The Other Women: 10 Types of Movie Mistresses
These "third parties" seem to be regulars in Pinoy flicks.
(SPOT.ph) For a country where most people are tagged as devout Catholics, we sure have a lot of movies about adultery. In these movies, the other woman gets to steal a lot of scenes. But relax, we’re not out to glorify or demonize kabits. That fire-and-brimstone stuff isn’t our job. We’ve just rounded up some of the most memorable movie kabits and categorized them for your convenience (in no particular order). Yes, folks, it’s time for brainless fun once more. (Warning: This article contains some spoilers.)
The Accidental Kabit
The set-up: In the 2011 flick My Neighbor’s Wife, party animal Giselle (Lovi Poe) engages in a one-night stand with Bullet (Jake Cuenca), who is married to the saintly Jasmine (Carla Abellana). Bullet is also the friend of Giselle’s husband Aaron (Dennis Trillo).
The analysis: It’s a case of "familiarity breeds kabit" when it comes to Giselle. Jasmine didn’t see her as a threat because she was married to Bullet’s friend. Then, one night, the opportunity for infidelity presented itself to Giselle and Bullet and they took it. To be fair, Giselle is a hapless kabit who didn’t plan on snagging her friend’s man. It’s just that her self-control and sense of right and wrong became "flexible" when she got drunk (conveniently so).
The Technical Kabit
The set-up: In 1982’s Relasyon, working woman Marilou (Vilma Santos) shacks up with Type A personality Emil (Christopher de Leon), who is estranged from his wife with whom he has a son. Emil’s wife and son know about Marilou and they’re OK with her living with him. Even Marilou’s parents know about their arrangement. There are no wife-versus-mistress confrontations in this movie.
The analysis: Marilou has accepted her "I’m almost his wife except his first marriage isn’t anulled yet" status. She has no pretensions and doesn’t demand much from Emil. In fact, she really is just like his wife. But then Emil suddenly dies. On paper, he’s still married to his first wife so she gets to make all the decisions about his remains and his estate. This type of kabit is a "wife without benefits."
The Martyr Kabit
The set-up: In the 2007 flick A Love Story, a cougar-age doctor named Joanna (Maricel Soriano) hooks up with alleged reformed 30-something rake Ian (Aga Muhlach), who is married to a much younger flight attendant named Karyn (Angelica Panganiban). Ian tells Joanna he really loves her but he’s still pretty much into his wife.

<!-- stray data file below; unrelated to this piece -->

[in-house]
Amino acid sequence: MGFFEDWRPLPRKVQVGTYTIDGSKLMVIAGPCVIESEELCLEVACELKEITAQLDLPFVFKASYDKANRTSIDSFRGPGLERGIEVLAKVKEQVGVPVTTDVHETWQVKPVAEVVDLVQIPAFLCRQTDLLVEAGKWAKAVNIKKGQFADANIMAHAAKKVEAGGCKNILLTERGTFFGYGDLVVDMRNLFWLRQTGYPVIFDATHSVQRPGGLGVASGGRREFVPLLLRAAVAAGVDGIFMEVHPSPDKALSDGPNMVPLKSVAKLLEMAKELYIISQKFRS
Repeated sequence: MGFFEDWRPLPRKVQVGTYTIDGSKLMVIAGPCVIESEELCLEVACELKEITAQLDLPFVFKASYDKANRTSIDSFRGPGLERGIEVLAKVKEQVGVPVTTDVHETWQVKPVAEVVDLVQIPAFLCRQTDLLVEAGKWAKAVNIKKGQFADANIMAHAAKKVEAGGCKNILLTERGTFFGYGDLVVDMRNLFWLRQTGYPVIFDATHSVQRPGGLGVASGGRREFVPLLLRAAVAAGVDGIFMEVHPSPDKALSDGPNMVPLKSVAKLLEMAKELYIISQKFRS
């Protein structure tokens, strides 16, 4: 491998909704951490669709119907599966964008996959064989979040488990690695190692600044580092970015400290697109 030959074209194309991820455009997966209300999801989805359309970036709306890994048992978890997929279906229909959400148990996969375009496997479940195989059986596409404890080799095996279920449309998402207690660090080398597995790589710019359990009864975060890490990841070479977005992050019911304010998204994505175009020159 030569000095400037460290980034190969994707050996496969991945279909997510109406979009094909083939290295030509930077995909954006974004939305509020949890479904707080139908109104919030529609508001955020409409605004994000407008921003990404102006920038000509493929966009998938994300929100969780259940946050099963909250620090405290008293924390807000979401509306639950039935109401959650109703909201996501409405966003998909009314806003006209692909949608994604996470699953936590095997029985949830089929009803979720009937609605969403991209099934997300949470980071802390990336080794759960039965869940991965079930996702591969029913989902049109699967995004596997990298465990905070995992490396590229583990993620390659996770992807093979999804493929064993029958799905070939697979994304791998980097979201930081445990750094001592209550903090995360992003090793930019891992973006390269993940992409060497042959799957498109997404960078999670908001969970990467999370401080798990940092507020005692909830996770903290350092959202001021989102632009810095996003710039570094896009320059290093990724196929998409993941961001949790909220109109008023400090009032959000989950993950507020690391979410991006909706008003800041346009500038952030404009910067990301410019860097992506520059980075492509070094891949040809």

The analysis: Joanna chooses to let go of Ian because she feels that his wife needs him more. Besides, Karyn also used her tears (coupled with a pregnancy annoucement for good measure) to appeal to Joanna’s good sense. For the record, Ian was prepared to leave his wife and yet-unborn child behind so that he could be with Joanna. The lesson we learned from Joanna is this: "It’s easier to lose when you know you were actually supposed to win." Not that we’re condoning infidelity or anything.
The Material Girl Kabit
The set-up: In 1999’s Mister Mo, Lover Ko, voluptuous Maita (Glydel Mercado) has snagged businessman Ford Punongbayan (Eddie Gutierrez), who is married to quintessential lady-who-lunches Melody (Elizabeth Oropesa). Maita is an unapologetic vixen who wants Ford to ditch his wife and worship her and her alone.
The analysis: It’s not that Maita’s head-over-heels in love with Ford. She’s just after his money. She wants all stereotypical mistress baubles (house, car, jewels) and is not afraid to ask. Her mistake is that she doesn’t make sure that all the properties are actually in her name. When Ford dies, she is rendered destitute. Then again, you don’t exactly feel sorry for her. (By the way, in real life, Glydel Mercado married Eddie Gutierrez’s son by Liza Lorena, Tonton Gutierrez.)
The High Society Kabit
The set-up: In the 2011 movie No Other Woman, fiery heiress Kara (Anne Curtis) leads restless Ram (Derek Ramsay) into temptation. He says he loves his wife Charmaine (Cristine Reyes) and Kara just laughs it off. She promises him a no-strings-attached affair.
The analysis: Aside from engaging in illicit sex, Ram and Kara are also doing business together. Her family owns a resort and they’re buying furniture from his company. Despite Kara’s ballsy initial claim, she falls in love with Ram and even begs him not to leave her. Kara gets the standard wifely sabunot-sampal-sigaw retaliation from Charmaine. Ram still chooses Charmaine. Kara flies back to New York.
The Heavy Baggage Kabit